If a Tree Falls (2010)

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If A Tree Falls (2010)

(18) Running time: 84 minutes

Director: Gabriel Carrer

Writer: Ry Barrett

Cast: Breanne TeBoekhorst, Ry Barrett, Jennifer De Lucia, Daniel Zuccala, Emily Alatalo

Reviewed by: Matt Wavish

This low budget, and at times rather nasty horror film, is clearly wanting to come across as some sort of seventies Grindhouse style exploitation flick. Director Gabriel Carrer has good intentions here, and the yellowish writing in the credits, the ‘damaged’ look of the films print and the funky music all scream old school business, and even the limited and violent story will conjure up thoughts of The Last House on the Left and I Spit on Your Grave. However, the films potential to be either an arty throwback or a simple exploitation flick is quickly lost once the main story kicks in.

The opening scene is well crafted as we see a young lad and his girlfriend attempting to rekindle their damaged relationship. Sat in a car in the woods, their relationship clearly cannot be saved and ends with the girl asking to be driven home. On this night though it aint gonna happen as a man in a pig mask comes to the car window, and next thing we know the boyfriend is dead, and the girl is blindfolded with her hands tied, stripped to her undies. She then somehow clamours through the countryside with no sense of direction, and amazingly only stumbles into one or two trees. She is hit with a stick by an unseen assailant, yet continues on trying to get away. She then stumbles upon another girl, also tied up half naked, and by this time her blindfold has come off. She frees herself and the girl, resulting in a violent confrontation between the pair ending in death. A smart, effective opening scene that works, and even the poor editing and cheap and tacky look enhance the overall poisonous feel to the proceedings. Unfortunately the good stuff ends here.


Once we get into the story of a group of friends driving across country, the film takes a massive dip in quality and its sense of brutal fun is lost. The friends are not exactly engaging, and the poor quality and script don’t help matters. An altercation with a thug in a diner becomes laughable and delivers zero menace, and doesn’t help set the scene for the violence to come, and instead becomes quite laughable as the cast do their best to act. Once the friends get to the woods and set up camp they begin pointless conversations which are supposed to help us get to know them, but the timing and camera work is all off and distances the viewer. However, once the brutal thugs in masks turn up, things take another nasty turn, and become rather disturbing.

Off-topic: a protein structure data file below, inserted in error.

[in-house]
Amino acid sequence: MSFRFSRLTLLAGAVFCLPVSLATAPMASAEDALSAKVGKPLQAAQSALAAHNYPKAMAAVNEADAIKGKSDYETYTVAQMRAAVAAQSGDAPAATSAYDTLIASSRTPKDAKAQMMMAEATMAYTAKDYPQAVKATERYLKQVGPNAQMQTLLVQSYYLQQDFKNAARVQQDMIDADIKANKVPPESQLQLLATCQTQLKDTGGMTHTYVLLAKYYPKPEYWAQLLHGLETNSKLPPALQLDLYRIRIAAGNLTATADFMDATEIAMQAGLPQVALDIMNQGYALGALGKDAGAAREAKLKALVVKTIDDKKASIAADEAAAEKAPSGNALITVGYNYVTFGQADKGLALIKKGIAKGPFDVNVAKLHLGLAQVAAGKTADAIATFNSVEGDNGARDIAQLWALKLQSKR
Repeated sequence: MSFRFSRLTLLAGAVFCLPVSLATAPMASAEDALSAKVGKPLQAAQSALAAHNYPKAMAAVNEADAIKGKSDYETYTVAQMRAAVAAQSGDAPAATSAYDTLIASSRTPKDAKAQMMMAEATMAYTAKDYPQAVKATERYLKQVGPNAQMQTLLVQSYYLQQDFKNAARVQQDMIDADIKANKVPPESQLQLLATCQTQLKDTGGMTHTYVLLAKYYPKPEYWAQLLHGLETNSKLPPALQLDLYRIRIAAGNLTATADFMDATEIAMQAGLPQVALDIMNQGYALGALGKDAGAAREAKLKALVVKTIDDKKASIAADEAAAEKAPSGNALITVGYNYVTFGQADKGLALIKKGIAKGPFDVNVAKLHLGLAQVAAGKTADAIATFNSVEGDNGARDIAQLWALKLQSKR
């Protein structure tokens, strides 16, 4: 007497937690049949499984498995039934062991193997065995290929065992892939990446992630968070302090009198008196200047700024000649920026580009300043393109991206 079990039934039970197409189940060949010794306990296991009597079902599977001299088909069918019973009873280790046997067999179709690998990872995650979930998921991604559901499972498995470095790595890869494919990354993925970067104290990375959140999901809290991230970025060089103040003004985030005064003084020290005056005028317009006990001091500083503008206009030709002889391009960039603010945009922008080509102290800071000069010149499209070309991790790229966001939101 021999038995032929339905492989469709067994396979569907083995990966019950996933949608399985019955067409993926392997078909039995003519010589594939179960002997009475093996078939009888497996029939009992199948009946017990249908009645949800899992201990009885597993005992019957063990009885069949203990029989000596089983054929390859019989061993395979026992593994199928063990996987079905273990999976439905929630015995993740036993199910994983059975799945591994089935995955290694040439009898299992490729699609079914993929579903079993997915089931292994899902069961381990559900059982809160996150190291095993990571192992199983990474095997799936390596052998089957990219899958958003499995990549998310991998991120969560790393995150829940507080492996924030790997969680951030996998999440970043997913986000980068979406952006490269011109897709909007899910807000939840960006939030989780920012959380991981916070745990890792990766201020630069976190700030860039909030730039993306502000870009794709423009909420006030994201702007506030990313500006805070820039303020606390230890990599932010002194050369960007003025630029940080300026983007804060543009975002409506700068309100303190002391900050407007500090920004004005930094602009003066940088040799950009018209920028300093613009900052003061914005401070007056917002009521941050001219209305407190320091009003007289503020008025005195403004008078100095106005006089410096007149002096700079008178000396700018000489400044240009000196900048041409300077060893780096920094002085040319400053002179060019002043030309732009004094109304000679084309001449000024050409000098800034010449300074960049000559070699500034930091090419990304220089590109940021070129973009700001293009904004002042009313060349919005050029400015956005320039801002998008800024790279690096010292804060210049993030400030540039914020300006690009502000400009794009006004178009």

Delivered with the cold hearted precision of films like The Last House on the Left, the killers have no reason for their actions and simply do it for fun, and because they can. They don’t speak much, and the randomness of their actions makes for some chilling viewing. Now, while the violence mostly happens either off screen or is hidden by a shaky cam, the sheer brutality of what happens is a little hard to stomach, and the lack of meaning or excuse will turn a lot of viewers off. The violence is pointless and unnecessary, and had this been an arty, high quality production with a good script and better actors, then there may have been a hidden meaning to it all. Sadly, the bad guys try too hard to be bad, and the victims try too hard to be victims, and neither really convince, resulting in a simple collection of brutal, bullying violence that is actually quite sickening. There are no redeeming qualities, and the constant screams of “No!!!” will give you a headache. While there is plenty here to shock or upset viewers, the way the cast handle their roles, the amateurish production and the dodgy camerawork all result in a wasted exorcise. The violence for violence sake becomes less upsetting and more insulting as the film moves on, and the story (or lack of) never really goes anywhere.

If A Tree Falls is the perfect example of a poor quality production lacking in originality or bite, and the end result is easily forgettable but not forgivable. While the film does shock in places, there is way too much desperation to actually be shocking, and the film ends up a complete mess with a baffling ending which tries to be clever, but proves that you shouldn’t have continued watching once the opening scene had finished.

Rating: ★½☆☆☆☆☆☆☆☆

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About Matt Wavish 598 Articles
A keen enthusiast and collector of all horror and extreme films. I can be picky as i like quality in my horror. This doesn't necessarily mean it has to be a classic, but as long as it has something to impress me then i'm a fan. I watch films by the rule that if it doesn't bring out some kind of emotive response then it aint worth watching.

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